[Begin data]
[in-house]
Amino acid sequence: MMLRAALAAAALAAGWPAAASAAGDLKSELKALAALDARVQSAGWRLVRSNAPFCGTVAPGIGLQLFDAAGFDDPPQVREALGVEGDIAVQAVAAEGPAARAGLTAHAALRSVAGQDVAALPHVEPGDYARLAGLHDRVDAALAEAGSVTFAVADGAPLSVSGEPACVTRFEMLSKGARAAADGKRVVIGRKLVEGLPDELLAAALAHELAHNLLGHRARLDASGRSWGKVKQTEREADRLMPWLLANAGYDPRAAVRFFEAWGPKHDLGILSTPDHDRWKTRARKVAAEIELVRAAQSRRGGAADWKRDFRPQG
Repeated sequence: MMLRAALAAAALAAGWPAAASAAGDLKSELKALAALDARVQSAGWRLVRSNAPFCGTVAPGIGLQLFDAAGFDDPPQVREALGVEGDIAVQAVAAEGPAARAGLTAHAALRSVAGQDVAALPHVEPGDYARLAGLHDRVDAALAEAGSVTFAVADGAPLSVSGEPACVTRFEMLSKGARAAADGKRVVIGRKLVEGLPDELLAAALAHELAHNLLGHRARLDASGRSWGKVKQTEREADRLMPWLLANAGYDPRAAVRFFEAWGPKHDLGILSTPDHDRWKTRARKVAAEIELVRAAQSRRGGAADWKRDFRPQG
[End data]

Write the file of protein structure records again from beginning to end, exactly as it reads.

[in-house]
Amino acid sequence: MMLRAALAAAALAAGWPAAASAAGDLKSELKALAALDARVQSAGWRLVRSNAPFCGTVAPGIGLQLFDAAGFDDPPQVREALGVEGDIAVQAVAAEGPAARAGLTAHAALRSVAGQDVAALPHVEPGDYARLAGLHDRVDAALAEAGSVTFAVADGAPLSVSGEPACVTRFEMLSKGARAAADGKRVVIGRKLVEGLPDELLAAALAHELAHNLLGHRARLDASGRSWGKVKQTEREADRLMPWLLANAGYDPRAAVRFFEAWGPKHDLGILSTPDHDRWKTRARKVAAEIELVRAAQSRRGGAADWKRDFRPQG
Repeated sequence: MMLRAALAAAALAAGWPAAASAAGDLKSELKALAALDARVQSAGWRLVRSNAPFCGTVAPGIGLQLFDAAGFDDPPQVREALGVEGDIAVQAVAAEGPAARAGLTAHAALRSVAGQDVAALPHVEPGDYARLAGLHDRVDAALAEAGSVTFAVADGAPLSVSGEPACVTRFEMLSKGARAAADGKRVVIGRKLVEGLPDELLAAALAHELAHNLLGHRARLDASGRSWGKVKQTEREADRLMPWLLANAGYDPRAAVRFFEAWGPKHDLGILSTPDHDRWKTRARKVAAEIELVRAAQSRRGGAADWKRDFRPQG